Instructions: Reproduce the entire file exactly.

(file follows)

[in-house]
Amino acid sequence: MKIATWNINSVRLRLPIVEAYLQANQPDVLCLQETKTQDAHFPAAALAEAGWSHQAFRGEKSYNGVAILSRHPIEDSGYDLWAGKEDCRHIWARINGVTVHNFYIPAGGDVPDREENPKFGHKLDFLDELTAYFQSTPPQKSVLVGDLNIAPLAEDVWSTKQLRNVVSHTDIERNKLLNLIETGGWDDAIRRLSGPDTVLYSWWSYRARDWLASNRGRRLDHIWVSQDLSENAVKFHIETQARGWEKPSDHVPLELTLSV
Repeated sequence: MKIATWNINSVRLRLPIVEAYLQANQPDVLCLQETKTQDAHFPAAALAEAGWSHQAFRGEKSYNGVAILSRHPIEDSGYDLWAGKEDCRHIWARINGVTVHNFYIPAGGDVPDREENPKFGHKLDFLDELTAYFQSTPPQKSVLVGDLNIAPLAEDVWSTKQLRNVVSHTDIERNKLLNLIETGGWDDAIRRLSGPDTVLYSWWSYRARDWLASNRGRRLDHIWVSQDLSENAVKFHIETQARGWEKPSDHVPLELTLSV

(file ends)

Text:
[in-house]
Amino acid sequence: MKIATWNINSVRLRLPIVEAYLQANQPDVLCLQETKTQDAHFPAAALAEAGWSHQAFRGEKSYNGVAILSRHPIEDSGYDLWAGKEDCRHIWARINGVTVHNFYIPAGGDVPDREENPKFGHKLDFLDELTAYFQSTPPQKSVLVGDLNIAPLAEDVWSTKQLRNVVSHTDIERNKLLNLIETGGWDDAIRRLSGPDTVLYSWWSYRARDWLASNRGRRLDHIWVSQDLSENAVKFHIETQARGWEKPSDHVPLELTLSV
Repeated sequence: MKIATWNINSVRLRLPIVEAYLQANQPDVLCLQETKTQDAHFPAAALAEAGWSHQAFRGEKSYNGVAILSRHPIEDSGYDLWAGKEDCRHIWARINGVTVHNFYIPAGGDVPDREENPKFGHKLDFLDELTAYFQSTPPQKSVLVGDLNIAPLAEDVWSTKQLRNVVSHTDIERNKLLNLIETGGWDDAIRRLSGPDTVLYSWWSYRARDWLASNRGRRLDHIWVSQDLSENAVKFHIETQARGWEKPSDHVPLELTLSV